Method: A decision analytic model was developed to estimate the cost-effectiveness of diagnostic strategies for assessing patients with ischaemic cardiomyopathy. The different diagnostic pathways were applied to a hypothetical cohort of patients with ischaemic cardiomyopathy and the probability of successful identification of viable myocardium and non-viable myocardium was determined by the accuracy of the diagnostic pathway. It was assumed that patients diagnosed with viable myocardium would be managed promptly by revascularisation and that the patients diagnosed with non-viable myocardium would be on medical therapy. The model assigned each patient a risk of death and rehospitalisation depending upon whether they are truly viable and whether they had revascularisation or not. Each patient then accrued lifetime QALYs. Health care costs were also accrued through measuring diagnostic costs and treatment costs, depending on the pathway and their treatment status.
Result: All the diagnostic pathways are cost-effective when compared with no testing at current NICE threshold, this suggests that all the current services for diagnosing viable myocardium are a cost effective use of NHS resources irrespective of the diagnostic pathway used. For services that need to decide the most cost-effective strategy starting from scratch, then Stress CMR is the most cost-effective strategy.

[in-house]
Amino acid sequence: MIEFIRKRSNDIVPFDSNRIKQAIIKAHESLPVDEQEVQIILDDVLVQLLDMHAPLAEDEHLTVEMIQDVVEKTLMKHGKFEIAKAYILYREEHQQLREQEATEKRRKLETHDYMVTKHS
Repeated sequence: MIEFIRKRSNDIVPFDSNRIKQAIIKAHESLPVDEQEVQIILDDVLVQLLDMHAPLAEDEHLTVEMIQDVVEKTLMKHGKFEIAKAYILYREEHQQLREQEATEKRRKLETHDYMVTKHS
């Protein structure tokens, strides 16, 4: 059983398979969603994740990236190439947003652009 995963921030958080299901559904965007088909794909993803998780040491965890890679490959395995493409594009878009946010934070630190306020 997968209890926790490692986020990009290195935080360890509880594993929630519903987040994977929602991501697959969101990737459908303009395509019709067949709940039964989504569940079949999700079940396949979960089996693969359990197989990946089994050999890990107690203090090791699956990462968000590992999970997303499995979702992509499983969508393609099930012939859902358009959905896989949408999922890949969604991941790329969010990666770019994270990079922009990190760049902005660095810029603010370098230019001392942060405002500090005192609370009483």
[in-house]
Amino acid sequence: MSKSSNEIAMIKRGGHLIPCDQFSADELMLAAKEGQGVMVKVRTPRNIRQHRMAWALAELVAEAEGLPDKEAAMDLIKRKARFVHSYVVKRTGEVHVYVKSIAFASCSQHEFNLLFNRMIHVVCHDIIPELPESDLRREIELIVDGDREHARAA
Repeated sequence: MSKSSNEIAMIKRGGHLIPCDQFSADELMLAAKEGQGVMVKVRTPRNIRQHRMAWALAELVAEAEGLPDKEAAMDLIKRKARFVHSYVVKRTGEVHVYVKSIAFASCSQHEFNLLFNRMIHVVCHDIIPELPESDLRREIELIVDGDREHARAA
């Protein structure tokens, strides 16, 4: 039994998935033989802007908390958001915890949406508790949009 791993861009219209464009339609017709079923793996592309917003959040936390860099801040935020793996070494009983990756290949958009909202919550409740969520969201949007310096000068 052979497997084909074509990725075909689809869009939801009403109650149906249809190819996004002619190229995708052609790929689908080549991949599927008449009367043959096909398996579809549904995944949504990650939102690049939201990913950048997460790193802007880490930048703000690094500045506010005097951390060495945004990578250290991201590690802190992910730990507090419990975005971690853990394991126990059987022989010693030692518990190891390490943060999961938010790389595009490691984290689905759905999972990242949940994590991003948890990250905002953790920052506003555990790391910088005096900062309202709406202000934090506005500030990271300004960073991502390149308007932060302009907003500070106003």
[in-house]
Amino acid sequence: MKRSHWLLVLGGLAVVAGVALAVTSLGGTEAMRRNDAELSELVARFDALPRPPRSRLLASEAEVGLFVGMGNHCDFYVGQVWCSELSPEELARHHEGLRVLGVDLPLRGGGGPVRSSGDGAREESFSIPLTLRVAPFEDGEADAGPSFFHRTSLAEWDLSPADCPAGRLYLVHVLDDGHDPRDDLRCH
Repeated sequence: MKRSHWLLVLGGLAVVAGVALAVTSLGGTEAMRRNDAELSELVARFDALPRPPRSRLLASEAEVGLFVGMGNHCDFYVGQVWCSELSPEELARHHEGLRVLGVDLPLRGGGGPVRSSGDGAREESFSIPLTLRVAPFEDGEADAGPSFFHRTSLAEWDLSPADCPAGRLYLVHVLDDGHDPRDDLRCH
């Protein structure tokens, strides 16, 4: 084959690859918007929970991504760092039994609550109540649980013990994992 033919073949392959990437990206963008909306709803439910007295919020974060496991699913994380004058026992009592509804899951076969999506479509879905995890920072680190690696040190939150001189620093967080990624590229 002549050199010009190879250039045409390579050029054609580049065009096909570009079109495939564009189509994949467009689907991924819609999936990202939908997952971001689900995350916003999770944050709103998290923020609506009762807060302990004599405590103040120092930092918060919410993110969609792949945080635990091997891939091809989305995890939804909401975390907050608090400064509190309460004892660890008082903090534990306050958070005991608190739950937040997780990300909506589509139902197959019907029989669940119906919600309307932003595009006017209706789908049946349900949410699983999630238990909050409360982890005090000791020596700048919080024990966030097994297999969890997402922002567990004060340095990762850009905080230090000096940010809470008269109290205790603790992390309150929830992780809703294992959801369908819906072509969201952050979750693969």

Conclusion: There are a number of issues with abstracting the data for cost-effectiveness modelling of diagnostic tests. For example, the diagnostic accuracy depends upon the type of index test, gold standard test and threshold used. Furthermore, the benefits of treatments after diagnosis are not always clear and might be linked to the type of diagnostic test. Appropriate caution needs to be taken when evaluating diagnostic tests.